Asynchronous programming
.NET Core Asynchronous C# SQL Visual Studio

Using HangFire to Schedule Background Jobs in .NET Core

Welcome to today’s post.

I will be showing how to use a useful utility called Hangfire to queue and process jobs in the background.

In a previous post I showed how to create background tasks within a hosted service. The difference between a background worker task that runs as soon as the host application or service starts, and an application that uses HangFire schedules is the duration of the host application. Applications that run with schedules are intended to run for longer durations and will either run tasks with polling based on a timer or trigger based on a schedule.  

I will start off my describing the application contexts where background tasks can be used. I will then show how to install and configure the HangFire library into a .NET Core application. I will finally show how to fire sample recurring jobs and read the state from the Hangfire dashboard.

Application Scenarios where Background Tasks are Run

Traditional background processing tools run using the following services:

  • Windows Service
  • Message Queued Service
  • Database Server

Of the above services, a windows service and message queued services deliver their messages asynchronously to the client.

Messages stored within a database server ae retrieved using a client polling mechanism.

Background messages are enqueued by Hangfire to a database and retrieved using polling from a client.

Unlike a windows service or message queue, the method employed by Hangfire to enqueue and dequeue background messages does not employ a decoupled architecture to process messages, it uses a client server-based architecture to retrieve queued messages.

I will now explain how to use this utility.

Installing the Hangfire Utility into a .NET Core Application

Installing Hangfire is quite straightforward within a .NET Core Web application or Web API application.

Within a new of existing web application, install the following NuGet package:


The following packages will be installed into the project:

  • Hangfire
  • Hangfire.Core
  • Hangfire.SqlServer
  • Hangfire.AspNetCore

Data Storage for Hangfire Background Jobs

To be able to store the queued background jobs, you will require the creation of a SQL server database:

Open SSMS (or if you are using SQL Express) and create a database:


Next, I will show how to configure HangFire. In the appSettings.json file add the following connection string:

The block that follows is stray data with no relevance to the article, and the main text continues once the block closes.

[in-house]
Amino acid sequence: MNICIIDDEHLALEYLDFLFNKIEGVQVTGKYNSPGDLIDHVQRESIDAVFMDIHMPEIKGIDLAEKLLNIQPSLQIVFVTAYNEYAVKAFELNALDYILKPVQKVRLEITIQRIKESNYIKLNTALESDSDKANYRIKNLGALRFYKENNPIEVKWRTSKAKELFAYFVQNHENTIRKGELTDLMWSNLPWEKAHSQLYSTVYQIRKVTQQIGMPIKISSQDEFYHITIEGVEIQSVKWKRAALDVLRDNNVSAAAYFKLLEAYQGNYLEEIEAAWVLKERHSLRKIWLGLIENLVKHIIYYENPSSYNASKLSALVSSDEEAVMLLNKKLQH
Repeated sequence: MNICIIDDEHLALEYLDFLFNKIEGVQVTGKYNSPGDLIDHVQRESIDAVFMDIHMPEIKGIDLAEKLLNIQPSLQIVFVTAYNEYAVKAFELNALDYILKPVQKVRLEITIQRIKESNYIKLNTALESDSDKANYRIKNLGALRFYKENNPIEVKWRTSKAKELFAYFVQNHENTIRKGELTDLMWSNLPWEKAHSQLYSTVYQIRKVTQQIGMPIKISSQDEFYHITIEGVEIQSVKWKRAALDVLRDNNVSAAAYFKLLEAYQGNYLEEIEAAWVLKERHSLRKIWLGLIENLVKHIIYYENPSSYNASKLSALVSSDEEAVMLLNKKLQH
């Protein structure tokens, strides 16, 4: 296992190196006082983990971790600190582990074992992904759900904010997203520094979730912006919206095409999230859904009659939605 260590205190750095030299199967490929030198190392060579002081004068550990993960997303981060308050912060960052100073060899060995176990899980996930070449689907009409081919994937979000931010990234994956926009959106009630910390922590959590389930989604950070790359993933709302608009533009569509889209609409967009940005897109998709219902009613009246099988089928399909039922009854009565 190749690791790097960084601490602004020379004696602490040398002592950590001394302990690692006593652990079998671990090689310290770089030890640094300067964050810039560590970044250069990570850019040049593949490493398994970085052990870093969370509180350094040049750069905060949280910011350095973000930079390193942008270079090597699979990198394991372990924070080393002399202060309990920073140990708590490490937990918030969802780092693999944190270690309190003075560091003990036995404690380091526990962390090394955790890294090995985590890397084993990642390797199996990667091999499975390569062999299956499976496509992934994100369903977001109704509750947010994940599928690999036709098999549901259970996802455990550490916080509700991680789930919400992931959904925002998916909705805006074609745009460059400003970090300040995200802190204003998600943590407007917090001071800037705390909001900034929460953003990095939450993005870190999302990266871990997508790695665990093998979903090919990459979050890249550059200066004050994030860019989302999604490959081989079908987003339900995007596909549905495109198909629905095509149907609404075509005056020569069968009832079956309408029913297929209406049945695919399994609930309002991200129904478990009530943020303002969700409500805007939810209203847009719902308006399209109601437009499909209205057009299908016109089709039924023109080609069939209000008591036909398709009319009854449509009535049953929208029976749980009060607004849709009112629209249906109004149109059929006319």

"ConnectionStrings": {
    "HangfireConnection": "Server=localhost;Database=HangfireDemo;User Id=????;Password=????;"
  "Logging": {
    "LogLevel": {
      "Default": "Warning",
      "Hangfire": "Information"

Note: If you are using SQL express then the server in the connection string would be:

“Server=(localdb)\\mssqllocaldb; Database=HangfireDemo; Trusted_Connection=True; MultipleActiveResultSets=true",

Save changes.

Application Configuration of Hangfire

In Startup.cs add the following namespaces:

using Microsoft.Extensions.DependencyInjection;
using Hangfire;
using Hangfire.SqlServer;

Next, in ConfigureServices(), we will register the Hangfire service as shown:

public void ConfigureServices(IServiceCollection services)
    services.AddHangfire(configuration => configuration
      	        new SqlServerStorageOptions
                    CommandBatchMaxTimeout = TimeSpan.FromMinutes(5),
                    SlidingInvisibilityTimeout = TimeSpan.FromMinutes(5),
                    QueuePollInterval = TimeSpan.Zero,
                    UseRecommendedIsolationLevel = true,
                    DisableGlobalLocks = true


Configuring the Hangfire Dashboard

In the next step I will add a dashboard UI to display the queued and processed jobs.

In the Configure() method add the following code to configure the dashboard UI:

public void Configure(IApplicationBuilder app, IBackgroundJobClient backgroundJobs, 
	IHostingEnvironment env)
    // ...
    backgroundJobs.Enqueue(() => Console.WriteLine("Hello world from Hangfire!"));

    app.UseMvc(routes =>
         	name: "default",
    	template: "{controller=Home}/{action=Index}/{id?}"

Now build and run the application.

When run ensure your URL routes to:


The dashboard will look as shown:

Below the History graph you will see when the first job was fired.

Now stop the application and add the following in the Configure() method:

    () => Console.WriteLine("A recurring job!"),

This is a recurring job that will run every minute.

When you select the recurring jobs menu, the recurring job we defined earlier to run every minute shows:

We have seen how to schedule tasks within an application using the HangFire utility, which is quite useful if we want to persist schedules in a database such as SQL Server and execute tasks within a log running application or service. The inclusion of a dashboard to provide the status of jobs is also quite a useful feature.

There are other scheduling tools that I will introduce in future posts.

That’s all for today post.

I hope you found this post useful, interesting, and informative.

Social media & sharing icons powered by UltimatelySocial